While some might believe that Black versus gay discourse only surfaces in highly politicized settings like the military and marriage, it holds sway in the area of LGBT transracial adoption. LGBT transracial adoptions are a relatively small percentage of all adoptions, which include private adoptions, LGBT second-parent adoptions, and step-parent adoptions, but they are an important site for interrogating the Black versus gay discourse because adoption and custody decisions often address parent-child transmission. When claims intersect, as they do in a case where a White LGBT foster parent and a Black maternal grandmother dispute the adoption of a Black child, weakened race-based claims and LGBT transmission fears inform the court's decision. Disrupting the media staging of Black versus gay could provide courts better insight into how weakened race claims and LGBT transmission fears pull in opposite directions, and this would create the conditions for better, more innovative family decisions. If courts had a better understanding of the apparent competition between race and orientation, but also understood the costs attached to the media staging of the discourse, decision making in adoption and custody cases could be more comprehensive, taking into account the common interests in the children at issue. Understanding the costs that result from the media staging of Black versus gay discourse is key to finding common ground for identity groups and helping children of color already in LGBT homes. Black versus gay discourse is dangerous because of the structural costs that come with continued reliance on pernicious stereotypes of Black and gay. Looking at media and advocacy sources about LGBT transracial adoption, it appears as though rich, White gay men who adopt dangerous, damaged Black children may be the answer to racism, the superabundance of children in foster care, and poverty and criminality. This narrative looks like the gentrification of Black children by the gay community. This is dangerous because it imagines that Black is not gay and gay is not Black. It also displaces Black women as rightful, loving, and capable mothers and obscures the contributions of LGBTs of color and those with lower incomes, many of whom are mothers and fathers.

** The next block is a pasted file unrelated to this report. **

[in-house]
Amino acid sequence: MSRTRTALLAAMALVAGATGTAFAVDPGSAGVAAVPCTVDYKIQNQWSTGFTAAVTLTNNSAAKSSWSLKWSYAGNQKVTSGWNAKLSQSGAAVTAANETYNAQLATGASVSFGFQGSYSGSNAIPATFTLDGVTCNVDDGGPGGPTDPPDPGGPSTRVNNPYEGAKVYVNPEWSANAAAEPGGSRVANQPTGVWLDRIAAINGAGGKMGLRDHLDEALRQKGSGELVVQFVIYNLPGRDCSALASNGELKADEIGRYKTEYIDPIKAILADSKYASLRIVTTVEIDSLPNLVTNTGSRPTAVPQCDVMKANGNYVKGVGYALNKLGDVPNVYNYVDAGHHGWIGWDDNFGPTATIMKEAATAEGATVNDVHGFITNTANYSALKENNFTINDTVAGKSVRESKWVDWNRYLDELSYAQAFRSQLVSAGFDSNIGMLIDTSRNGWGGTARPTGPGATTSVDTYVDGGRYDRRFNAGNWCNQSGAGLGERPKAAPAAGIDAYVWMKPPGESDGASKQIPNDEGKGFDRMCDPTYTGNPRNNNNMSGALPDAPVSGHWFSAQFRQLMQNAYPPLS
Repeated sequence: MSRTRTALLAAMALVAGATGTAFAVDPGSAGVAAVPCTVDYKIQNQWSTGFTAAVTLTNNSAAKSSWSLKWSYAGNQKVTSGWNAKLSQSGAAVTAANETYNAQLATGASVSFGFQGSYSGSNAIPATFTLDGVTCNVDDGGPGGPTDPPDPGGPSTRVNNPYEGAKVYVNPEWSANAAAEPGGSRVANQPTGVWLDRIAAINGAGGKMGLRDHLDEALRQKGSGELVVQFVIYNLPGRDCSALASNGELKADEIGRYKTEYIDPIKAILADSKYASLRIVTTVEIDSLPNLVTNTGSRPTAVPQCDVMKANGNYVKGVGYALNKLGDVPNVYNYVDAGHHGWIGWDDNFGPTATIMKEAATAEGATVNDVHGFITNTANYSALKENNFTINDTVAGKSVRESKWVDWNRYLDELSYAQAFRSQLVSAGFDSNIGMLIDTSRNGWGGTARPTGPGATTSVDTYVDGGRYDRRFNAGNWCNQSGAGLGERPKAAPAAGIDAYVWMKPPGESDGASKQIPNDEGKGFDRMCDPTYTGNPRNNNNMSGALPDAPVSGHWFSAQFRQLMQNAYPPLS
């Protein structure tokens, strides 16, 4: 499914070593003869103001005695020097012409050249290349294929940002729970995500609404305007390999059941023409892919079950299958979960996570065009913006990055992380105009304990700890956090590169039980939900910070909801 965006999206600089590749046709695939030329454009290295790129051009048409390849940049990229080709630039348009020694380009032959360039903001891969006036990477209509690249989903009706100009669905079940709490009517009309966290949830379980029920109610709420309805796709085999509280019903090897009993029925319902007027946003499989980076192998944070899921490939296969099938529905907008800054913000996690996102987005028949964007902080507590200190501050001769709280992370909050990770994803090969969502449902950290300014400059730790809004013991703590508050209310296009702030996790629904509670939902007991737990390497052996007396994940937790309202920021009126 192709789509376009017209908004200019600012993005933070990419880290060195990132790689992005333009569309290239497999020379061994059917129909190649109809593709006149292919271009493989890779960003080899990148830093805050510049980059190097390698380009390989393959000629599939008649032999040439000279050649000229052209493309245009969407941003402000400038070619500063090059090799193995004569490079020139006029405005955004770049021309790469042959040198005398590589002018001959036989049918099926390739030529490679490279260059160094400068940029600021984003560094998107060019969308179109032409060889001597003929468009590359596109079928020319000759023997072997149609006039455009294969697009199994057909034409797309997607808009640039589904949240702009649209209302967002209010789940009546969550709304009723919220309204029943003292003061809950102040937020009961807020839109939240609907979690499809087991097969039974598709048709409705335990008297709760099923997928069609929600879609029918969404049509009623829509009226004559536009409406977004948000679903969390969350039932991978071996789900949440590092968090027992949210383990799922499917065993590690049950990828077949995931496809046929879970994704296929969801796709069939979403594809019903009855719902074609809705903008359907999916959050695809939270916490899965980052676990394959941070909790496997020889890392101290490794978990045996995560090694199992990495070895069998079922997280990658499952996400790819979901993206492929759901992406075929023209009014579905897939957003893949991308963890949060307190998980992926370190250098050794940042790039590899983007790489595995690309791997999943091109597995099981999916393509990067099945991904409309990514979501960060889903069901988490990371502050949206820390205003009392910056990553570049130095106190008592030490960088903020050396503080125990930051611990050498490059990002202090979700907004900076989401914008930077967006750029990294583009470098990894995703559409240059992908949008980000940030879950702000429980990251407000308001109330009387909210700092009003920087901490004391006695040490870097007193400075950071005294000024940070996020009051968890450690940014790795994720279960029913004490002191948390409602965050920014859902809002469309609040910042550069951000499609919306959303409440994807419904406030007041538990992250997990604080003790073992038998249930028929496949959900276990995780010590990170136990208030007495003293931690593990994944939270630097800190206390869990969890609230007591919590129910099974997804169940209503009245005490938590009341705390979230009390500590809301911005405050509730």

Kim H. Pearson,
Displaced Mothers, Absent and Unnatural Fathers: LGBT Transracial Adoption,
Mich. J. Gender & L.
Available at: http://repository.law.umich.edu/mjgl/vol19/iss1/3